Bentley, the British manufacturer of ultra-luxury cars favored by the Queen of England, may add a fifth model to its lineup after rolling out the world’s priciest sport-utility vehicle in 2016.
“It needs to be a solid statement in terms of luxury and performance,” to safeguard Bentley’s exclusive brand cachet, Wolfgang Duerheimer, head of the Volkswagen AG unit, said today at a press conference in London. “It needs to be a performer.”
The new Bentley would be part of a wider push by Volkswagen, Europe’s largest automaker, to expand in lucrative premium cars, with brands including Audi, Porsche and Lamborghini. VW gave Bentley final approval last year to build an SUV that may cost about 180,000 euros ($243,000), allowing the luxury brand to expand beyond sedans and coupes.
The SUV coming in two years is critical to Volkswagen’s goal to almost double Bentley sales to 15,000 vehicles by 2018. It mimics the strategy followed by VW’s Porsche, which flanked its sports cars with the Cayenne, now the brand’s best-seller. Porsche added a compact SUV called the Macan earlier this year.
The Bentley SUV will complement a lineup that comprises the Continental GT coupe and convertible, and Flying Spur and Mulsanne sedans. A potential fifth model could be placed “in between” the Continental and the more expensive Mulsanne, Duerheimer said. Another option is a two-seater.
“I didn’t take a position yet, but our designers are extremely busy right now preparing designs for potential alternatives,” the CEO said. A decision will come after the SUV is on the road, he added.
The SUV is based on a prototype that was presented at the Geneva motor show in 2012. While the model has been modified since, the concept car sported flourishes like picnic hampers for polo-ground tailgating, 23-inch wheels and gaping turbine-like air intakes.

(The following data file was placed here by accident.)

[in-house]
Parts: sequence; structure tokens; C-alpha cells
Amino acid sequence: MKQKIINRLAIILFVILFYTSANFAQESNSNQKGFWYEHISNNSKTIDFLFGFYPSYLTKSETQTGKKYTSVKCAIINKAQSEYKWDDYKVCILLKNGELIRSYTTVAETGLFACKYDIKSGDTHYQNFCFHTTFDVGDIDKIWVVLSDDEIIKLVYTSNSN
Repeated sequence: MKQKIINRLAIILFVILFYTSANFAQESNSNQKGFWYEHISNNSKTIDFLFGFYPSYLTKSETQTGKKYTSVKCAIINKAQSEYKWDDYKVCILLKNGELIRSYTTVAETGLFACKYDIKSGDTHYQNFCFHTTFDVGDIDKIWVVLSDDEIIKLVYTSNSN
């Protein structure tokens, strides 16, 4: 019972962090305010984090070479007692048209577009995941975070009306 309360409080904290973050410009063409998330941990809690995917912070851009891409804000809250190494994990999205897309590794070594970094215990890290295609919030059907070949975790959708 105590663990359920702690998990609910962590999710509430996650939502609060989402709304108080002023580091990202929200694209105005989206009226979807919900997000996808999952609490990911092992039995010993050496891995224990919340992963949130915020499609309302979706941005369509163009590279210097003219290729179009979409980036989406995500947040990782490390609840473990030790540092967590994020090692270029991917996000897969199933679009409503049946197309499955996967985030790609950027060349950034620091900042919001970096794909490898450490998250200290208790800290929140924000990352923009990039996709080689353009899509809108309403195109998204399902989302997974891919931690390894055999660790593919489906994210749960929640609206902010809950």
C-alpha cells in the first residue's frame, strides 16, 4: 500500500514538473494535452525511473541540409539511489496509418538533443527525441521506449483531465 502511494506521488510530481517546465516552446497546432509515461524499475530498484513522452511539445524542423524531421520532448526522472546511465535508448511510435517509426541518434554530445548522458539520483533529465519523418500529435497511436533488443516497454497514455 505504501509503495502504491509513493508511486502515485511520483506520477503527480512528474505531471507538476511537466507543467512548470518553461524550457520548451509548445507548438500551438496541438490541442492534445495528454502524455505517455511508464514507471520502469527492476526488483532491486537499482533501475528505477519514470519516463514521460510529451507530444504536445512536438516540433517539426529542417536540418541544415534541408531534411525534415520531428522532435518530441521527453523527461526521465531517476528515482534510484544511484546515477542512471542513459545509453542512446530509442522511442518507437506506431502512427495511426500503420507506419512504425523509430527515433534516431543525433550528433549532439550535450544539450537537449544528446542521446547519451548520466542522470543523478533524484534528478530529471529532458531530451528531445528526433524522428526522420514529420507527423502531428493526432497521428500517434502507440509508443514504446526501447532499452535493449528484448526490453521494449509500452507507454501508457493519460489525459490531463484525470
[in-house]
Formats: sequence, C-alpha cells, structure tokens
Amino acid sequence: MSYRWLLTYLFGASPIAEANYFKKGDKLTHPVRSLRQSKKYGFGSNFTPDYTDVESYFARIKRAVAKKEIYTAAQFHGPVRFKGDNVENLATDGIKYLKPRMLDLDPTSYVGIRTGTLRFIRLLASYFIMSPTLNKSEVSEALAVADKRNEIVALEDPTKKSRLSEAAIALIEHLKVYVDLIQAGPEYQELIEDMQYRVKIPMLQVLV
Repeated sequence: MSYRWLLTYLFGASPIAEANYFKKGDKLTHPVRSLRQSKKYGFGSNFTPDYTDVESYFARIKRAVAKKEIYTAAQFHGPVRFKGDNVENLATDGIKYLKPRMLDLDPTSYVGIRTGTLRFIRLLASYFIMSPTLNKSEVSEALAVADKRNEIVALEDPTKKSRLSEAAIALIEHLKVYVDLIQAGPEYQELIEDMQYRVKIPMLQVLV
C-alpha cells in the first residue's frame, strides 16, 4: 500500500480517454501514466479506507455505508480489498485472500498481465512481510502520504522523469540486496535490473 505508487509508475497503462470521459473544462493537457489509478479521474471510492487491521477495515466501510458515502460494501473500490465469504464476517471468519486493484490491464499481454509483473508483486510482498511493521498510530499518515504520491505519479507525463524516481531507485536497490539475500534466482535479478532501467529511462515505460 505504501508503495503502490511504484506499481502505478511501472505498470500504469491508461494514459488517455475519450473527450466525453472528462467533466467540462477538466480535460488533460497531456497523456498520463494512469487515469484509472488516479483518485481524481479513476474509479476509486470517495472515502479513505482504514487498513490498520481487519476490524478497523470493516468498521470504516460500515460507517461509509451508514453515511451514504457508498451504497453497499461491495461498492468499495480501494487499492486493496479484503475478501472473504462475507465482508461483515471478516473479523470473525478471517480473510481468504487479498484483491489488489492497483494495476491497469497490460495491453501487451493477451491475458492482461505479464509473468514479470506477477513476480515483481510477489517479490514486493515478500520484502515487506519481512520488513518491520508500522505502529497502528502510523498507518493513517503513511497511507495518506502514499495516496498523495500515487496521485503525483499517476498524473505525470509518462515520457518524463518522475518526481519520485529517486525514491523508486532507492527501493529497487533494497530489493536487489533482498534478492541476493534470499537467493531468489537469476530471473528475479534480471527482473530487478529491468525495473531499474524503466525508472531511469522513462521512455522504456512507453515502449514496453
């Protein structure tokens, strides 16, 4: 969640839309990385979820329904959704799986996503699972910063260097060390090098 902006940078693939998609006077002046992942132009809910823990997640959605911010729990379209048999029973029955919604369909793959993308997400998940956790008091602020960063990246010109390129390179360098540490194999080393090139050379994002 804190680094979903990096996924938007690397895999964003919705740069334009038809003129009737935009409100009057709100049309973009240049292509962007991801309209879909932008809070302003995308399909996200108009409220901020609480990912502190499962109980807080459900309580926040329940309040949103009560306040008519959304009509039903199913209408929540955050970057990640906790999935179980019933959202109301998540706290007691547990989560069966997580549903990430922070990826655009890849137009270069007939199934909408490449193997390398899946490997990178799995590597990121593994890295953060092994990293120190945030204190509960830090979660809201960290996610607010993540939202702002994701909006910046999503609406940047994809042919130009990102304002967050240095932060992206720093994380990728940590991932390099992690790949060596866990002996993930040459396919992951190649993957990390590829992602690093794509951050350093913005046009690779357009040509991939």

The SUV’s front-end will be the biggest difference to the concept car, Duerheimer said today. A version with a large 12-cylinder engine will be available first and a hybrid version may be offered.
The new Bentley will compete with vehicles like the Porsche Cayenne Turbo S, the Mercedes-Benz GL63 AMG, and the top-of-the-line Range Rover from Tata Motors Ltd.’s Jaguar Land Rover business in the U.K.
Duerheimer, a 56-year-old trained engineer, returned to Bentley as chairman and chief executive last month after heading development at Audi for less than a year. He previously worked at Volkswagen’s Bugatti and Porsche brands, after starting his career at Bayerische Motoren Werke AG.
Bentley said it plans to spend more than 800 million pounds ($1.36 billion) developing the SUV and other models, as well as upgrading its headquarters in Crewe, England. The price estimation for the SUV stems from past comments from company executives, and would make it the world’s most expensive vehicle of that type.